- This is the end of the (legal) road for Eminem’s publishing companies, as the Supreme Court denied their appeal.
- The case was ongoing since 2014, concerning a copyright infringement by one of the National Party’s ads.
- The first court ordered a damage compensation of $600k, while the court of appeals reduced it to $225k.
The Supreme Court of New Zealand has just rejected an appeal that was submitted by two publishing companies (Eight Mile Style and Martin Affiliated) who represent Eminem’s interests. The two US companies sued the National Party of New Zealand back in 2014 for copyright infringement. The party used a rip-off version of Eminem’s “Lose Yourself” rap song, called “Eminem Esque”, in an apparent attempt to avoid paying large amounts of money less for licensing fees. For the Eminem Esque, the party paid only $4800 to the creator Michael Cohen. The publishers would have asked something in the millions, considering the intention to use it in political advertising. The resemblance between the two songs led to a decision by the High Court that ordered the National Party to pay $600k in damages.
Neither Eminem’s publishers nor the National party were happy with this decision, as one thought it was way too low, and the other found it excessive. After a series of appeals from both sides, the Court of Appeal reduced the damage compensation down to $225k, which obviously infuriated the publishing companies who were now set to receive even less than before. The next step to take was to knock the door of the Supreme Court of New Zealand, but this proved to be another case of false hope for the publishers, as the court decided not to accept the case at all.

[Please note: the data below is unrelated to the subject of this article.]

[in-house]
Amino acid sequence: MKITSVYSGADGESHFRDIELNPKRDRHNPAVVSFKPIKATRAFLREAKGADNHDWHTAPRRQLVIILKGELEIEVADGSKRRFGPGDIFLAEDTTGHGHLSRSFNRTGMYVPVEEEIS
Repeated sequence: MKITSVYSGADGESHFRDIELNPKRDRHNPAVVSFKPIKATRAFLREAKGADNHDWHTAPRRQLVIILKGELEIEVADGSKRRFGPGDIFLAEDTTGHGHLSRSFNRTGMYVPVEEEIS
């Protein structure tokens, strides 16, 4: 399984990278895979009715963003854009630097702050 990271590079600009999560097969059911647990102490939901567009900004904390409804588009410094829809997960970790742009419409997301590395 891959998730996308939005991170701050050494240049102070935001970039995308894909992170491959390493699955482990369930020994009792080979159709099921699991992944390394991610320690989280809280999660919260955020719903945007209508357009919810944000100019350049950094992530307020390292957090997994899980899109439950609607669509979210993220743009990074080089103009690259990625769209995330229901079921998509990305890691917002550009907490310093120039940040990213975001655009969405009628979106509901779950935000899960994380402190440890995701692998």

As the court points out in their reasoning: “Given the concurrent findings of fact in the courts below rejecting the contention that the National Party turned a blind eye to the risk of infringement or was reckless, we do not see sufficient prospect of success in an argument that additional damages should have been awarded in this case to justify the grant of leave for a further appeal.”
This signifies the end of this five-year legal battle, and the lawyers of the publishers would now love to be able to go back in time and grab that $600k if they could. Still though, based on the fact that the National Party would still appeal the decisions, that alternative outcome scenario would not be guaranteed.